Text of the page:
1. The New York Times as we know it may be sinking like the Dow, but there was plenty of love—and even an offer of cold hard cash—for the hallowed institution in response to Emily Nussbaum’s story about the team of Times staffers who are trying to reorient the newspaper for the digital age (“Goosing the Gray Lady,” January 19). “I know it’s fashionable to trash the Times and make zealous proclamations on how the newspaper industry is as good as dead,” wrote one reader, “but if newspapers are going to evolve, it will be because of the work that folks like these guys at the NYT are doing. I wouldn’t be surprised in the least if in 50 years the New York Times brand is still relevant and wunderkind sites like Facebook are decades into a dirt nap.” Boogiedowner blog noted, “We, like many other news junkies, cannot imagine a world (more specifically, a New York) without the New York Times. However, we must admit that we are not subscribers. Like tons of bloggers, we visit their website freakishly often throughout the day and regularly do posts featuring Times content, but we do not pay a dime for all the content we use. I know, we’re terrible people. [But] we can honestly say that if the New York Times cut us off cold turkey from their site, like any good junkie we’d do anything in our power to get our hands on the good stuff. So yes, we’d pay to subscribe as long as it was under $100/year.” Another blogger, who said he worked at the paper’s early Internet operations, wrote, “I’m glad someone is paying some attention to this effort because the newspaper began pulling out all stops recently. They’re willing to try almost anything, and I think some of the efforts are marvelous. We’re getting a better idea of what works and what doesn’t, but it’s clear that we’re just beginning to scratch the surface of this Internet thing. Even now, after 12+ years, we’re just beginning to understand what else we can do with the multimedia tools.”
2. Last week may have been Barack Obama’s triumphant moment, but John Heilemann’s analysis of the new president’s independence as a political leader (“Party of One,” January 19) still managed to ferret out a skeptic who is not ready to hail the arrival of a new era. “Obama has never run a city, never run a state, and never run a lemonade stand! He has never held an actual job. He has never had to handle a budget. He has never even had a job where he had any real responsibility! This is exactly like hiring a kid still in high school to sweep the floors at McDonald’s, then three days later making him the store manager! The next four years have disaster written all over them! Thanks a lot, Obama Kool-Aid drinkers!” But another reader was moved in the exact opposite direction: “I voted for McCain not because of the man, but because of the worldview he represented. But the economic crisis, and Obama’s obvious pragmatist bent, has changed my way of thinking. Competency, not party or ideology, trumps everything right now. When I look at Obama, I don’t see party anymore. When I look at him, I see a competent, steady-handed manager.”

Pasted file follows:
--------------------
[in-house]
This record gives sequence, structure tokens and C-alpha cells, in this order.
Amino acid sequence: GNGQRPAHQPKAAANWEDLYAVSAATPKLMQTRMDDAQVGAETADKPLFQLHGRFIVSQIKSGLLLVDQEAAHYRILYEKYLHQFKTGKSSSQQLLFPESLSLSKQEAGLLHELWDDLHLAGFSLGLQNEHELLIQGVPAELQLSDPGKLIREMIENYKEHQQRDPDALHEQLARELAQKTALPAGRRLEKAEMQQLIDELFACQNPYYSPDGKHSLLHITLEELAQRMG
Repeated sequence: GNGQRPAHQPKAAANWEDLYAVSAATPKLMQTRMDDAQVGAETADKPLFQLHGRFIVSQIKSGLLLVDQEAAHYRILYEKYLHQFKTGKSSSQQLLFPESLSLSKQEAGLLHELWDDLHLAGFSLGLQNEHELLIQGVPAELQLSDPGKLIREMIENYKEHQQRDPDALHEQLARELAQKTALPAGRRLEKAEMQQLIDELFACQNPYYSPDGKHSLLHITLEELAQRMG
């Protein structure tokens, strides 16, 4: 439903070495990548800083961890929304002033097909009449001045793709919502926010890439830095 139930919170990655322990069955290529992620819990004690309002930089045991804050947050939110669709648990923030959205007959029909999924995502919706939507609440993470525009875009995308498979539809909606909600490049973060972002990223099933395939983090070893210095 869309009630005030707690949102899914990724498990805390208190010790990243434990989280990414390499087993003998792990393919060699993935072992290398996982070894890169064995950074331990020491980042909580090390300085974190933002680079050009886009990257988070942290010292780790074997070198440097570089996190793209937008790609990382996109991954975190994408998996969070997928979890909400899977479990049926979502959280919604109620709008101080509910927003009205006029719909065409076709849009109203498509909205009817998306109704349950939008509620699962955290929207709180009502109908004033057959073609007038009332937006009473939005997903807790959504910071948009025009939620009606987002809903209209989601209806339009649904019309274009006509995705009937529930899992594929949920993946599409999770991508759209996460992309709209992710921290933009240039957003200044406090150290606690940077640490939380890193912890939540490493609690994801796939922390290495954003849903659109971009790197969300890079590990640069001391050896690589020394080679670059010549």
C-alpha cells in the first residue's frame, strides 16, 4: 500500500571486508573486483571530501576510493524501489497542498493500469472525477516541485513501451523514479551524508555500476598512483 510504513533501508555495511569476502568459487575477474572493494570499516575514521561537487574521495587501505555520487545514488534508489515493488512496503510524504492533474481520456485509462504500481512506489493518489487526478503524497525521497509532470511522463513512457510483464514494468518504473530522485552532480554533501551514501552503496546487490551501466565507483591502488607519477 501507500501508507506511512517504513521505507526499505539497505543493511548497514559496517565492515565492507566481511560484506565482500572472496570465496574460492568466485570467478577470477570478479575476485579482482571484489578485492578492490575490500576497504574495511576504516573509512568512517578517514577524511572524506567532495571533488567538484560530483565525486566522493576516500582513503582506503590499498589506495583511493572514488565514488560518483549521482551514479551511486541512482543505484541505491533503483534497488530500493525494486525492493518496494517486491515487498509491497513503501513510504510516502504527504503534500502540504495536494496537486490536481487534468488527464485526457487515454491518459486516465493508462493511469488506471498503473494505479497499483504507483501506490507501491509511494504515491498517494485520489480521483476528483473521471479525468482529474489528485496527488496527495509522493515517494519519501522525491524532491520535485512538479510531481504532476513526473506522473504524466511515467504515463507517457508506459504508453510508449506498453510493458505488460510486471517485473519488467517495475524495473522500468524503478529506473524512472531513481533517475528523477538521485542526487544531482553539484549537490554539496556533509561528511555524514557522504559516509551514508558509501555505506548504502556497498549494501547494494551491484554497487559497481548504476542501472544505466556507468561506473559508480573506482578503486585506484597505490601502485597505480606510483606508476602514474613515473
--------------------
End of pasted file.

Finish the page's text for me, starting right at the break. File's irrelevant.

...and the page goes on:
3. In this issue, you’ll notice the first of a few alterations in the magazine we’ll be rolling out over the next few weeks. This one involves the listings section in the back of the magazine, which we’ve remodeled in the interest of making it more useful, informative, and attractive. Within each of the disciplines, our critics will be making a major weekly recommendation of something they strongly advise you to see or do, and then the shorter items will be augmented with a series of playful icons that will help you locate what you want. What movies are kid-friendly? Which ones contain nudity? Which bands play loud and which play soft? Which plays are tear-jerkers and which are laugh riots? We hope this new system will not only enable you to make intelligent choices about how to spend your cultural buck, but also give you a better sense, at a glance, of the vast range of the city’s cultural offerings. Your comments, of course, are always welcome.
4. Even in these hard times, fashion will not be forgotten, which explains the rather vituperative debate on nymag.com and elsewhere about the hat that Aretha Franklin wore to the Inauguration (“The Cut: So What Was UP With Aretha Franklin’s Hat?”). But more than the nasty remarks, we admired this heartfelt defense: “Whether going to church or a day at the Kentucky Derby, you can never go wrong with a large hat and an appropriate pair of shoes. Men and women no longer get dressed up, so most of the comments here are from people who would not know quality fashion if it ran them over.” And this: “You know the Queen of England probably loved Aretha’s hat. She’s probably thinking, ‘I wish I could pull that off.’ ”
5. We received a number of letters complaining about last week’s issue—not the issue per se, but that it was a double issue. We appreciate the fact that subscribers look forward to receiving an issue every week, and want to remind everyone that we are committed to being a weekly publication, with only occasional breaks. And for the record, the next double issue won’t be until “Best of New York” in mid-March, which ought to take you two weeks to get through anyway.